Hawaii to be first to offer Filipino History Culture course in public school curriculum
HONOLULU (HawaiiNewsNow) - A first-of-its-kind social studies course is being offered in Hawaii high schools next fall.
CHR 2300 Filipino History Culture is making history of its own.
The idea didn’t come from teachers but from a group of Filipino students who felt their stories deserved a place in the classroom.
Waipahu and Farrington high Schools will be the first in the nation to offer a student created Filipino Studies class in a public school curriculum. Five high school students came up with the idea two years ago and started the Filipino Curriculum Project. One of them Raymart Billote now studies at UH and will teach the course at Waipahu.
“Filipino kids who were born here weren’t really learning about themselves in the classroom. So I saw that problem. And I just told myself that, hey I want to teach this,” said Raymart Billote, co-director of the Filipino Curriculum Project. “To really show the next generation of Filipino kids, students that their history is worth talking about.”
Filipinos make up a quarter of the student population in Hawaii’s public schools, the largest ethnic group.But even in schools where Filipinos are the majority, many youth feel disconnected from their culture.
“While I was growing up here, I have always noticed that children including me, weren’t always so proud of their Filipino heritage. I felt like I was embarrassed to be Filipino. I was embarrassed because of my skin, it was different. I was embarrassed about my Filipino accent, how it wasn’t so strong as other kids and their smooth English accent,” said Alexa Czeska Rivera, a freshman at Waipahu.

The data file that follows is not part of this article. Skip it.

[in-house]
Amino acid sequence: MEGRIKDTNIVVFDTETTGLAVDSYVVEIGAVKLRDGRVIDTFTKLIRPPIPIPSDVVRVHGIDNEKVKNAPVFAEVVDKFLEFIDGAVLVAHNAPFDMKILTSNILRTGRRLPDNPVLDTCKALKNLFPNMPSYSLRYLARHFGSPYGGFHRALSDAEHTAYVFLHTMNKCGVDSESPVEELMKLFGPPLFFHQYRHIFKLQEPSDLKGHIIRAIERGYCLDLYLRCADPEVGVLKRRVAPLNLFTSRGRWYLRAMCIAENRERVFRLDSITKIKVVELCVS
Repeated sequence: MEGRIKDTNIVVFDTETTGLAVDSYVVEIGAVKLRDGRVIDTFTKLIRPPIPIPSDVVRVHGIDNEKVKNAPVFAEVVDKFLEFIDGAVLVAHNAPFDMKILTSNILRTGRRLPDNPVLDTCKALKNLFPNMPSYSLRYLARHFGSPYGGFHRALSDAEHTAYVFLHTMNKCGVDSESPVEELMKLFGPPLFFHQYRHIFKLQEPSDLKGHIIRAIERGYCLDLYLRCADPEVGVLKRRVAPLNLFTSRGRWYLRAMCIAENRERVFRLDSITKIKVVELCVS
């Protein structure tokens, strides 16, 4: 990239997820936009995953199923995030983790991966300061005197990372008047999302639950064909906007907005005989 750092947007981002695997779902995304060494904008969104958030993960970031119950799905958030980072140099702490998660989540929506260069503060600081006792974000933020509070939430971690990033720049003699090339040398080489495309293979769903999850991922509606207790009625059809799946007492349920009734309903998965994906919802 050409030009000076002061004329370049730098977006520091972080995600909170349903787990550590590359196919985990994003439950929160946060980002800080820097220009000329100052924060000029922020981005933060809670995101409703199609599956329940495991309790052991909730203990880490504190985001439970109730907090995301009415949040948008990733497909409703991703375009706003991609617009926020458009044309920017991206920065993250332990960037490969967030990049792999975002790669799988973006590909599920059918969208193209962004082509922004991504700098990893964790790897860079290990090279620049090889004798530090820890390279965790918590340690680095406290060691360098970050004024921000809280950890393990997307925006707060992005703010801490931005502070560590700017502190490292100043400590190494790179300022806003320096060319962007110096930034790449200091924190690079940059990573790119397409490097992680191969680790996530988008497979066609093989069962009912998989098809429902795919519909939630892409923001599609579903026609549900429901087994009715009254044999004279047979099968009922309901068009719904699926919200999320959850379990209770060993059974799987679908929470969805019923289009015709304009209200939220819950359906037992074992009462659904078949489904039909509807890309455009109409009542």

That shame now pride – thanks to a course that chronicles and validates the experiences of Filipinos in Hawaii and the diaspora.
It’ll focus on six units: Identity -- Philippine History -- Culture and Connections -- Filipinos in Hawaii and the U.S. -- Philippines in an Interconnected World -- and Community Engagement and Civic Action.
For some, the project strengthens intergenerational relationships, bringing together teenagers, teachers, policy makers, parents and grandparents.
“I was the bridge between my family and my culture, I was able to come back to family dinners and tell them about all the amazing things I was able to research about and share, things that they probably don’t know about their own culture,” said Jesselle Ann Morales, a Senior at Waipahu.
“The educator design team, specially who helped us design and really translate the idea of the students to the DOE language, so called, because we are not certified ourselves to really design the course, but they use what we had as a big foundation for the course,” Billote said.
”It’s like your dream as an educator to see your former students like create change in this way and stand up and use their voice to see themselves in the curriculum and how that’s going to ripple out for years to come is really incredible,” said Jeremiah Brown, English Learner Program Coordinator at Waipahu.
Students can register for the course now, and classes will begin next year. The DOE said it hopes to roll it out to more schools.
The project’s hope? To make learning Filipino American History part of every classroom so we won’t need a designated month to do so.
That would be one for the history books.
The curriculum is approved for all DOE schools. If you’d like to have it offered on your campus, visit filipinocurriculumproject.com.
For HNN’s series on Filipino American History, click here.
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